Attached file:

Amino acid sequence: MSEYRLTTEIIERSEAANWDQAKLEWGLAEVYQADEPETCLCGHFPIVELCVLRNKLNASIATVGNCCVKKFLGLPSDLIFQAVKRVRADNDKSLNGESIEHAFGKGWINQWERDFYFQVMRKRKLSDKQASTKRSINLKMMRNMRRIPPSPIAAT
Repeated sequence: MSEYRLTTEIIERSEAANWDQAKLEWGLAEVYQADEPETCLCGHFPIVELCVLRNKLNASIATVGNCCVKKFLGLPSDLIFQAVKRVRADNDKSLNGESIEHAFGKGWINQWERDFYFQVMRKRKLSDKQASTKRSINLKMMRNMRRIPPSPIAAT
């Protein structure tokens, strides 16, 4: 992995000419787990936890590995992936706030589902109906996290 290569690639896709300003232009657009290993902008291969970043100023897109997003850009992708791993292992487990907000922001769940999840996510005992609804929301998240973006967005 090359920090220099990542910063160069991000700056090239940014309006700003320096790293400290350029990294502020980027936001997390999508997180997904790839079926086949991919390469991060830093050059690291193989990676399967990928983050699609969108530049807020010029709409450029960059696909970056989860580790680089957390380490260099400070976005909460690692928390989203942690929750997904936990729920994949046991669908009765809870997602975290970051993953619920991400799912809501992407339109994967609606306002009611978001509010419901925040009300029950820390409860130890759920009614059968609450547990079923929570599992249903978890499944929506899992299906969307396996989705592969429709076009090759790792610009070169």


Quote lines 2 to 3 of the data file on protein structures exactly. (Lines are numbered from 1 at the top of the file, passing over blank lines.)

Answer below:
Repeated sequence: MSEYRLTTEIIERSEAANWDQAKLEWGLAEVYQADEPETCLCGHFPIVELCVLRNKLNASIATVGNCCVKKFLGLPSDLIFQAVKRVRADNDKSLNGESIEHAFGKGWINQWERDFYFQVMRKRKLSDKQASTKRSINLKMMRNMRRIPPSPIAAT
């Protein structure tokens, strides 16, 4: 992995000419787990936890590995992936706030589902109906996290 290569690639896709300003232009657009290993902008291969970043100023897109997003850009992708791993292992487990907000922001769940999840996510005992609804929301998240973006967005 090359920090220099990542910063160069991000700056090239940014309006700003320096790293400290350029990294502020980027936001997390999508997180997904790839079926086949991919390469991060830093050059690291193989990676399967990928983050699609969108530049807020010029709409450029960059696909970056989860580790680089957390380490260099400070976005909460690692928390989203942690929750997904936990729920994949046991669908009765809870997602975290970051993953619920991400799912809501992407339109994967609606306002009611978001509010419901925040009300029950820390409860130890759920009614059968609450547990079923929570599992249903978890499944929506899992299906969307396996989705592969429709076009090759790792610009070169």